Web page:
Baseball is back! We think. Each day, SportsIntel’s Matt DeSaro will take a look at two of the 30 teams in Major League Baseball as we head toward MLB Opening Day in late July and we continue today in the AL East with the Boston Red Sox.

The owners and players agreed in late June to stage a 60-game season, beginning July 24. There are still many hurdles to overcome in this COVID-19 landscape, but for now, the teams are gathering for “Summer Camp,” a Spring Training reboot crammed into three weeks.

MLB Opening Day – Boston Red Sox

Boston Red Sox | O/U 32.5 Wins | +3000 to win World Series

The Red Sox have spent their offseason licking their wounds after a letdown season in 2019.  They came away with just 84 wins and finished 19 games back from Yankees in the American League East standings.  They brought in a new chief baseball officer in Chaim Bloom to try and regroup and work on getting back to the postseason for the fourth time in the last five years.

Bloom will have a lot of pressure on him to bring this team back to the perennial contenders they had been in the last decade or so.  This team is a far cry from the team that won the World Series in 2018 and was considered one of the biggest disappointments of 2019.

There are many factors which one could point to as the reason why the Red Sox had such a fail of a season.  They played terribly against their own division, going 35-41 which includes a 12-26 record against the top two teams in the AL East. Boston won just 28 of 45 games against teams with a winning record and only finished above .500 themselves because they found success beating up on the bottom feeders.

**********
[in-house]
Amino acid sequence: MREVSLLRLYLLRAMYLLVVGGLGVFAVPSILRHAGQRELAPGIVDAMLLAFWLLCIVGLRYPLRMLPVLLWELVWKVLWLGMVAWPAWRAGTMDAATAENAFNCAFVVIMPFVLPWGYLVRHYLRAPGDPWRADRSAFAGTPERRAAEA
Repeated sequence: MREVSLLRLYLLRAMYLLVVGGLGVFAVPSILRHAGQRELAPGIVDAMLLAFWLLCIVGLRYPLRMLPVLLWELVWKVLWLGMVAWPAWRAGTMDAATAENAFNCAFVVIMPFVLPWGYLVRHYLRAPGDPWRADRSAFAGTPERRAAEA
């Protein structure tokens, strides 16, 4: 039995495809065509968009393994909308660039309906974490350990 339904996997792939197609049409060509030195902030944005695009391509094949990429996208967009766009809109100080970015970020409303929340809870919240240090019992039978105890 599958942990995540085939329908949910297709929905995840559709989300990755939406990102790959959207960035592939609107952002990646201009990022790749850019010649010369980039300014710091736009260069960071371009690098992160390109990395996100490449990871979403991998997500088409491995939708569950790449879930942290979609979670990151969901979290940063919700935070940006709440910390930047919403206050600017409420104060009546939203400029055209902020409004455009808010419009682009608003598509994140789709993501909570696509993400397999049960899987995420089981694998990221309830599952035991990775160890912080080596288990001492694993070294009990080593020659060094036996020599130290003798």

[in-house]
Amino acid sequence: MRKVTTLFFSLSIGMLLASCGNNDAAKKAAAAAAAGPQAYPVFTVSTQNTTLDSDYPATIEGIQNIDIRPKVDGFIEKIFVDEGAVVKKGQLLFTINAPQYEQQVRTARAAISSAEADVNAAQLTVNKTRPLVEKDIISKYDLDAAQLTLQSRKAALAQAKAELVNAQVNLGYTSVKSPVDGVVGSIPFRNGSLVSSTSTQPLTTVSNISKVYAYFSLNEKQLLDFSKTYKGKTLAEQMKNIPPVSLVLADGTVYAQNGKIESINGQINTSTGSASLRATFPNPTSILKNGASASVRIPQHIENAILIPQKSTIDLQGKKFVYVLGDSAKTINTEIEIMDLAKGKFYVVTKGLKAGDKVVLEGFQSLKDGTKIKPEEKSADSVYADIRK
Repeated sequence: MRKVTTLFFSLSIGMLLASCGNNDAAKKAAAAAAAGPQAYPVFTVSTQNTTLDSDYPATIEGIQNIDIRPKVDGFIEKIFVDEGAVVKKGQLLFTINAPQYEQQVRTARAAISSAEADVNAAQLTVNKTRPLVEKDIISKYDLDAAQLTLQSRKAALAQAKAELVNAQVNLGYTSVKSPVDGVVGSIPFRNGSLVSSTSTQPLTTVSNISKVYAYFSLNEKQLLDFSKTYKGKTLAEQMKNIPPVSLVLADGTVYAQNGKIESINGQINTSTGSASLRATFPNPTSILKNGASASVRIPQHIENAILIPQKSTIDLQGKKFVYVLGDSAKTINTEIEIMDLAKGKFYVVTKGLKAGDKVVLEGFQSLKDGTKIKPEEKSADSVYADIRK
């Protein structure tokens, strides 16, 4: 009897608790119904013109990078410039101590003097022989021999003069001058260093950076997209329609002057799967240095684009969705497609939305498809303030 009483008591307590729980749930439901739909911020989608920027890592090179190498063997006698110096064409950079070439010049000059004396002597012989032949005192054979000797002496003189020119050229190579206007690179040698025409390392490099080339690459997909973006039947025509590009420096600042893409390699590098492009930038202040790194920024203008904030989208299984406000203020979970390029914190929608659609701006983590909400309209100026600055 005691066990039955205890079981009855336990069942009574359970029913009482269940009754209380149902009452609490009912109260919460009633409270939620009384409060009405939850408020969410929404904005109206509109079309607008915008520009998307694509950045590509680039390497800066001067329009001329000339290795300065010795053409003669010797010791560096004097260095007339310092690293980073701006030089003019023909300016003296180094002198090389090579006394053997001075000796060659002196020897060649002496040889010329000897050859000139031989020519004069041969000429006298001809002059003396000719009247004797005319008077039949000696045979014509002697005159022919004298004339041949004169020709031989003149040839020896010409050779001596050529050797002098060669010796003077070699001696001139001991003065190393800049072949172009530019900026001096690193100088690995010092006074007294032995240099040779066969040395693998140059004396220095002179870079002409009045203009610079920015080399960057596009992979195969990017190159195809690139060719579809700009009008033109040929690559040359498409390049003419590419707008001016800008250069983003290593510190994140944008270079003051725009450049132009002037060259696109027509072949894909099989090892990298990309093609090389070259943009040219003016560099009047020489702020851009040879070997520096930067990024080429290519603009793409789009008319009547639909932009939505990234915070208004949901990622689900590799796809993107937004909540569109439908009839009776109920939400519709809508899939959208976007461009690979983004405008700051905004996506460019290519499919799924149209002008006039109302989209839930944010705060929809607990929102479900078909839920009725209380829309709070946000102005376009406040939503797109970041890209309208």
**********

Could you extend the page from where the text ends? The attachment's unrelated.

Sure, luck played a factor in their downfall.  Injuries in the MLB were pretty consistent throughout the year, and that is just something no team can plan for.  Between Chris Sale missing a half dozen starts and David Price making just 22 appearances, the cards were stacked against them.

Generally, I would have the Red Sox as a strong bounce-back candidate ahead of opening day, but the truth is that their offseason was not what it could have been.  Or perhaps should have been.

They backed out of the Mookie Betts competition and he was ultimately traded to Los Angeles. In return for one of the best players in baseball, the Red Sox got back just Alex Verdugo, Connor Wong, and Jeter Downs.  Meanwhile, the Yankees were signing Gerrit Cole.

The American League East is again a strong division and the Red Sox might have trouble keeping pace.  The offense should be very good, but not quite the elite level Boston is accustomed to.